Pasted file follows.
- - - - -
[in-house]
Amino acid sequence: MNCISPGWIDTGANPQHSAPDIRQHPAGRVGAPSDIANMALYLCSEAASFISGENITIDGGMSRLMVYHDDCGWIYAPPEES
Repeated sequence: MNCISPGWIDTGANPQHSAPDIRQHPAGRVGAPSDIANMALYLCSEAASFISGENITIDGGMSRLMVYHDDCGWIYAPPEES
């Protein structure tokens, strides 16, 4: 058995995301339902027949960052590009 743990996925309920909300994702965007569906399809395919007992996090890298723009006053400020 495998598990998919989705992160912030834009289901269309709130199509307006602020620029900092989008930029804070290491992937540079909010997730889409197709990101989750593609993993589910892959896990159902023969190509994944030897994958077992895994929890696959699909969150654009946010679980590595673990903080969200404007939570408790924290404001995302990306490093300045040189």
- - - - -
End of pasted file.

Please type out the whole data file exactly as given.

[in-house]
Amino acid sequence: MNCISPGWIDTGANPQHSAPDIRQHPAGRVGAPSDIANMALYLCSEAASFISGENITIDGGMSRLMVYHDDCGWIYAPPEES
Repeated sequence: MNCISPGWIDTGANPQHSAPDIRQHPAGRVGAPSDIANMALYLCSEAASFISGENITIDGGMSRLMVYHDDCGWIYAPPEES
């Protein structure tokens, strides 16, 4: 058995995301339902027949960052590009 743990996925309920909300994702965007569906399809395919007992996090890298723009006053400020 495998598990998919989705992160912030834009289901269309709130199509307006602020620029900092989008930029804070290491992937540079909010997730889409197709990101989750593609993993589910892959896990159902023969190509994944030897994958077992895994929890696959699909969150654009946010679980590595673990903080969200404007939570408790924290404001995302990306490093300045040189």